The azaleas are blooming, and that can only mean one thing — the Masters is right around the corner. But first, Augusta National will host some of the best women’s amateur golfers in the world.
For the fourth time, the Augusta National Women’s Amateur will showcase the stars of tomorrow at the most famous course in America. Last year featured a sensational final round from the girl in the bucket hat, Anna Davis, and if this year can match that excitement, we’ll have a heck of a week in store.
Here are five burning questions ahead of the ANWA.
Can Anna Davis repeat?
By now, golf fans are familiar with the name Anna Davis. One year ago, that wasn’t the case.
Davis arrived at Augusta National without much national profile. She was a solid junior golfer from California, but few expected her to contend — let alone win. But with a final-round 69, the girl with the bucket hat took the title and became a viral sensation.
Heading to Augusta this year, things are quite different for the 17-year-old. She’s no longer flying under the radar, and she’s among the favorites to take the title against one of the strongest fields in amateur golf. Davis’ game is in fine form with a win in her last start at Sage Valley two weeks ago, but there has yet to be a repeat winner at the ANWA. Can Davis become the first?
Will Rose Zhang redeem herself?
There isn’t much Rose Zhang has yet to accomplish in the amateur game. She’s won the U.S. Girls Junior and the U.S. Amateur. She helped Stanford to the NCAA title last year, nabbing the individual title in the process. And she’s won the McCormack Medal three years in a row. The only thing missing from her resume is a win at Augusta.
“It would be absolutely amazing,” Zhang told GOLF.com last year, when asked about the prospect of winning at Augusta. “This event is just so special with the venue. Just playing in [the ANWA] is part of history, but to have your name on the trophy would just be even more amazing.”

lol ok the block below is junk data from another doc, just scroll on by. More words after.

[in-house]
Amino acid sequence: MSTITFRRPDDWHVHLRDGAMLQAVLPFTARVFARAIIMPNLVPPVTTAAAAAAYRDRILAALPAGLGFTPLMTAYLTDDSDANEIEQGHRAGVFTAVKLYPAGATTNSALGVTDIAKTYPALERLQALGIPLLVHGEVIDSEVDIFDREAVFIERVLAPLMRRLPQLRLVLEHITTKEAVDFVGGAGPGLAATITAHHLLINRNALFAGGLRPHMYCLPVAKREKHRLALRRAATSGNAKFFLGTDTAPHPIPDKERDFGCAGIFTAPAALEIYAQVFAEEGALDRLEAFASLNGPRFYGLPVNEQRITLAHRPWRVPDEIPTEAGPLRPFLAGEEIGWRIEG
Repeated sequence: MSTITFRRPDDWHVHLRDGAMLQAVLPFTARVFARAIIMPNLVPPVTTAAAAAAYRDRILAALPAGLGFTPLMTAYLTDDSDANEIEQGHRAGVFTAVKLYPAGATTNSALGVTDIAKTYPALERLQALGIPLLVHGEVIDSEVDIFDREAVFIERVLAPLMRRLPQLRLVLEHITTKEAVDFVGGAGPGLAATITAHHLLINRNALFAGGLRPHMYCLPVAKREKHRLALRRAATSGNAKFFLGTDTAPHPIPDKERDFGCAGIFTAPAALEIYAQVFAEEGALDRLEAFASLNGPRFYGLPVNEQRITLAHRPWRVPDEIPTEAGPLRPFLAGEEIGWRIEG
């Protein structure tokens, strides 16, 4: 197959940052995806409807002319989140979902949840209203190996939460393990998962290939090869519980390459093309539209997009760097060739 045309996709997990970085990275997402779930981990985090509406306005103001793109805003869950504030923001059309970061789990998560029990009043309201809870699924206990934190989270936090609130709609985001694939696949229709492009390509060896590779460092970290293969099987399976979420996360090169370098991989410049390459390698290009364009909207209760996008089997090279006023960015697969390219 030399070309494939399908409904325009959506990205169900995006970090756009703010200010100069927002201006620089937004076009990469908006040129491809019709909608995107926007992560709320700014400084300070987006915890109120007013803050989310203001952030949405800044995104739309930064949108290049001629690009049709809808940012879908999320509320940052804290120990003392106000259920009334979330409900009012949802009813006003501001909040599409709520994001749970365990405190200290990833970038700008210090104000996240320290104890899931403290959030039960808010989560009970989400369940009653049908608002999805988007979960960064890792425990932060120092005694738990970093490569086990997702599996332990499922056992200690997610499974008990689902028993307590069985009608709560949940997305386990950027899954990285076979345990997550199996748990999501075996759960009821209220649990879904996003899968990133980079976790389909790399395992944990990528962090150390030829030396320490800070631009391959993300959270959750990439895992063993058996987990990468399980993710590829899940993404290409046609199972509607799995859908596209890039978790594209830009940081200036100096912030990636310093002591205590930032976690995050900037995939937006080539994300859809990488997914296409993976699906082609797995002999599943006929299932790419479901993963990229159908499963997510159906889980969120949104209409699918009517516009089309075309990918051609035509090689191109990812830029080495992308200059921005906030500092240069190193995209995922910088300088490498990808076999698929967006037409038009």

Two years ago, Zhang came tantalizingly close to earning that title, but a final-round 75 — including a triple at 13 — left her one stroke out of a playoff. Will this be the year she conquers those demons?
Is it Ingrid Lindblad’s time?
Zhang is generating plenty of hype heading to Augusta (and for good reason), but don’t sleep on Ingrid Lindblad. The No. 2-ranked amateur in the world is plenty impressive in her own right, with 31 top-15 finishes in 34 starts for LSU — not to mention her past success at Augusta.
Each of the past two years, the Swede has finished one shot out of a playoff at the ANWA. Last year was particularly painful as she finished with a bogey on 18 to finish one stroke behind Davis’ total. If a couple things went differently the past two years, we might be talking about the chance at a three-peat. Will this be the year Lindblad finally breaks through?
Will another junior take the title?
The inaugural ANWA featured an epic back-nine duel between two seasoned college stars in Jeniffer Kupcho and Maria Fassi, but the last two iterations have been quite the opposite. Instead of college stars taking the crown, we’ve had two consecutive junior winners.
Tsubasa Kajitani got the trend started in 2021 with her playoff victory over Emilia Migliaccio, as Davis followed suit in 2022. There’s plenty of collegiate talent in this event, but don’t forget about the juniors. They have plenty of talent as well. Can they continue the trend?
How will the international stars fare?
Two of the three ANWA winners thus far have been homegrown stars, but that doesn’t mean the talent pool is lacking internationally. More than half the field (41 of 72 players) hails from outside the U.S., with 10 players representing Japan.
Among the Japanese players to keep an eye on are 2021 champ Tsubasa Kajitani, 2022 U.S. Women’s Amateur champ Saki Baba, and No. 5-ranked amateur Rin Yoshida.
Outside the Japanese delegation, there are plenty of other international players to watch, such as Ingrid Lindblad (Sweden), Minsol Kim (South Korea), Hannah Darling (Scotland) and Cayetana Fernandez Garcia-Poggio (Spain).
The Americans might have a 2-1 advantage in winners so far in this young event, but with a strong crop of international talent, the scoreboard may well be tied come Saturday evening.